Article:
By Tejonne Vinson
Participation in a yearlong real estate clinic during law school piqued my interest in real estate law, which showed me the various roles attorneys play in these types of transactions. Following my completion of the clinic, I received the opportunity to be a legal intern at CBRE. Although my role was primarily working on the legal end of the transactions, CBRE allowed me to explore other areas of the business as well such as brokerage.
After working as a contract attorney for two years, I was looking for a change. I realized I wanted to be more involved in commercial development and have more exposure to the various stages of a commercial transaction. There were not many opportunities within the legal field that provided this holistic view so I met with Lee Kiser, who suggested commercial brokerage as a way to obtain the skills I was looking for. Initially I was hesitant because I wasn’t sure how being a broker would assist me in learning about development but fortunately, I have been proven wrong.
Brokerage is a very different animal than the law, but I have definitely learned a lot about commercial real estate and brokerage during my time at Kiser Group. The skills that I developed in law school allowed me to look at real estate under one lens, and in brokerage I have a more holistic view of the industry.
Attorney Skills: Valuable as a Broker
My legal knowledge of real estate transactions and my ability to explain what would be complex terms in “plain language” definitely comes in handy. Brokerage is a fast paced, somewhat chaotic environment where things can change from one minute to the next. My need to have a strategy, be organized and pay attention to nuanced details makes navigating in such a busy field less stressful.
Mindset Shift: Client Relationships
Both brokerage and being an attorney require client relationships however they are approached very differently. An attorney is often sought after or comes into contact with a client because of an issue that the client has that they need an attorney to resolve. However, in brokerage a lot of the clients we work with may not be sure that they are in need of our services. Brokerage takes a lot more massaging and finesse to disarm clients from thinking you have ulterior motives and to understand your role in helping them dispose of/ acquire a new investment property. This has been the biggest learning curve for me….taking on the role of salesperson and putting myself out there with people who may or may not need my services.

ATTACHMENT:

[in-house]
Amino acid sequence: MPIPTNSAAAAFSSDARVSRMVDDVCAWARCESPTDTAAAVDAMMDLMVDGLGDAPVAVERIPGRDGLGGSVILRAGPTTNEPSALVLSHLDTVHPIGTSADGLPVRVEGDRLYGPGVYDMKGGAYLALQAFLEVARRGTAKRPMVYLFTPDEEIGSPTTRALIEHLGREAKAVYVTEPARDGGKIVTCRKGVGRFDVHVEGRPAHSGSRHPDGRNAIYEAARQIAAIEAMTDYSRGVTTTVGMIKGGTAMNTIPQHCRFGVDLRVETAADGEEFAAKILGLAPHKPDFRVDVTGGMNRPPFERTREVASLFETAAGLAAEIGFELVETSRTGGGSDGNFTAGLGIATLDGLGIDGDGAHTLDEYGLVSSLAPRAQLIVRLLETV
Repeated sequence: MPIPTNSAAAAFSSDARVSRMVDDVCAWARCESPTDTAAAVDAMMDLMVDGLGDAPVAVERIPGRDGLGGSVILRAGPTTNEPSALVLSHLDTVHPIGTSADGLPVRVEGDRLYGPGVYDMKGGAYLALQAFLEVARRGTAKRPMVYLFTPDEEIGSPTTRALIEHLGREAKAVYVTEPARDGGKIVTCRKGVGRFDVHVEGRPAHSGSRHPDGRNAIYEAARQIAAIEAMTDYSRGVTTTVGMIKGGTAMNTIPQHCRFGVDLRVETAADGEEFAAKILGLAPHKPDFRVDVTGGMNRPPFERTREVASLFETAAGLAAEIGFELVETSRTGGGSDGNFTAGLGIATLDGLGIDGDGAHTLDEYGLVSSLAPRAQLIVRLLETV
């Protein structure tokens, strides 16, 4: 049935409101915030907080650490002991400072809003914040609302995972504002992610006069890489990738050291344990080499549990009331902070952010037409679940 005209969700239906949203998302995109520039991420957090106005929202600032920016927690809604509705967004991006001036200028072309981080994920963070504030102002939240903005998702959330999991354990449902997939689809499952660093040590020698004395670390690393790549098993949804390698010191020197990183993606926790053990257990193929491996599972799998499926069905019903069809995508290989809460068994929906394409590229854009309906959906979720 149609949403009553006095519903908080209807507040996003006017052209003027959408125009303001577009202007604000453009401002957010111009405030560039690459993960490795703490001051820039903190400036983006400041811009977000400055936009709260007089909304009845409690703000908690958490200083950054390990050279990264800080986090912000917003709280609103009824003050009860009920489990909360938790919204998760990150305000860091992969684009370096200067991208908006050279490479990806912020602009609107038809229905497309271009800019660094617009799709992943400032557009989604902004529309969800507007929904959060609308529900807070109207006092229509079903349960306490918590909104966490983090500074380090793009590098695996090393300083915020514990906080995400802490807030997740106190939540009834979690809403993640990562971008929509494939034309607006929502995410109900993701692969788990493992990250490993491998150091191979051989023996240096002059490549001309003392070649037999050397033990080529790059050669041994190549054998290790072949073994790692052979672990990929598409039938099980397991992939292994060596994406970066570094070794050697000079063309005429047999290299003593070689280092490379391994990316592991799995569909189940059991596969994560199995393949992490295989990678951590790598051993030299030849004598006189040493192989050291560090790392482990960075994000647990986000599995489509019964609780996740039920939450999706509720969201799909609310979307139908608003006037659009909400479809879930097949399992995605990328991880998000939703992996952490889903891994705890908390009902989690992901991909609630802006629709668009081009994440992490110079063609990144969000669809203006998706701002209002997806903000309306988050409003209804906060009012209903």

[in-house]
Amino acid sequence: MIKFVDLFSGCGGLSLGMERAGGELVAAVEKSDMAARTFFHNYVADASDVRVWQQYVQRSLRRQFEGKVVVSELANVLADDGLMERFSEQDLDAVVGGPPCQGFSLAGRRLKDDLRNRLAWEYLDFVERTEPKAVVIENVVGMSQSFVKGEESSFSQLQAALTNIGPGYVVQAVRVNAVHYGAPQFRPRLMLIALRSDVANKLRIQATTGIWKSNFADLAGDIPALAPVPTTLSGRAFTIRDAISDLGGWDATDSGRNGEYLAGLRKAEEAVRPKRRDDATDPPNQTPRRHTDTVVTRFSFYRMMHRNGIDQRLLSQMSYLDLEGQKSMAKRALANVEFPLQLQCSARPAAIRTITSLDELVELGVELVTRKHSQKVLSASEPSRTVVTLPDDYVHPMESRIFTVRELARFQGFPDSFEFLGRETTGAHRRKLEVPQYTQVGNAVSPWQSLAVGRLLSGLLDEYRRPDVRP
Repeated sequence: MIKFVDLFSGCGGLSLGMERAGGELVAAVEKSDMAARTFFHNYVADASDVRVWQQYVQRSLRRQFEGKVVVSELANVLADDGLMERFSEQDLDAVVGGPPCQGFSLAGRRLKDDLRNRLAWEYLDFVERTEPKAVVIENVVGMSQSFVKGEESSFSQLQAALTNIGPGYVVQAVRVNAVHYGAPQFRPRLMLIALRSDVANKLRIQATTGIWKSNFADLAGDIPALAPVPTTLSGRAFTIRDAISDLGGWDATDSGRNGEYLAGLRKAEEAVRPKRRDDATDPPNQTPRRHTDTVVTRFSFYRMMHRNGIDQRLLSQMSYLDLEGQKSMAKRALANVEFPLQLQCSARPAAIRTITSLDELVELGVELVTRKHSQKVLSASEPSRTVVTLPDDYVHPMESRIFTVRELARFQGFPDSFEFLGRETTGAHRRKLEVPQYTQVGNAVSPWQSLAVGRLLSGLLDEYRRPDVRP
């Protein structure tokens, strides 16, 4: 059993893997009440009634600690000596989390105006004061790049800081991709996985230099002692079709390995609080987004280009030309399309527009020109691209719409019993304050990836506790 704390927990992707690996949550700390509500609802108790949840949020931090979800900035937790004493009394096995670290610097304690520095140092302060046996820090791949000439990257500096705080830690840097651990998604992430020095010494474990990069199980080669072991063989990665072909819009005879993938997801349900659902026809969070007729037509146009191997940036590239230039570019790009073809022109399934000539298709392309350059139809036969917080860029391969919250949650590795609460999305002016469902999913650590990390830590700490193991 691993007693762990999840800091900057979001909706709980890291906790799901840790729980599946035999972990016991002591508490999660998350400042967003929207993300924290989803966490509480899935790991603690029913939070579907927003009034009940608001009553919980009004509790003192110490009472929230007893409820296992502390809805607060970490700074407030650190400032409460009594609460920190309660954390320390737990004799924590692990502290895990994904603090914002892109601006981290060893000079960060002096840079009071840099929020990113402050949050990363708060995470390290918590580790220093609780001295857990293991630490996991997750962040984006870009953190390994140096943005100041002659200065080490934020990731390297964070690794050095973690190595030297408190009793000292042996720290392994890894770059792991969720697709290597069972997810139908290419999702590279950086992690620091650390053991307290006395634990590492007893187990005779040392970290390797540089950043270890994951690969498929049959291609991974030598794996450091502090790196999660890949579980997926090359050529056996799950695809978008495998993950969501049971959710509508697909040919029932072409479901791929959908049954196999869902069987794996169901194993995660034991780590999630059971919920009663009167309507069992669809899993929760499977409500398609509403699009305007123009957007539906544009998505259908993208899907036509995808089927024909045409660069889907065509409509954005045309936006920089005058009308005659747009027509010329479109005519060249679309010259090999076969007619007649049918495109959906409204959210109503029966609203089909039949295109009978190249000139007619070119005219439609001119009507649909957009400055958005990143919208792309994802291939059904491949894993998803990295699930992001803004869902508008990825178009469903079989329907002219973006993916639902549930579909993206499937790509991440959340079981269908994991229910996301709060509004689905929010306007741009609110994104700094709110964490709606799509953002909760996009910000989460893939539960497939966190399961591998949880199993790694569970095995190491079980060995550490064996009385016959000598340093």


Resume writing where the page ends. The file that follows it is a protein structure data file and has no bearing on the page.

Big Picture vs. Single Piece
Being an attorney only allowed me to see a tiny part of a real estate transaction, which was usually looking over boiler plate terms in the contract at the end of the deal. Brokerage allows me a lot more than that, I get to see and play an active role in the entire transaction from start to finish. From reaching out to the client, going out to see the property, doing a thorough analysis of the property to determine market value, putting it on the market, bringing buyers through, negotiating offers and finally getting to the closing table. In going through all of these stages I am gaining more information than I would have otherwise and picking up on vital skills to have a rounded view of real estate.
Today I’m focusing on suburban multifamily properties, to view my current listings, http://22.214.171.124/properties/available/?brokerId=20299.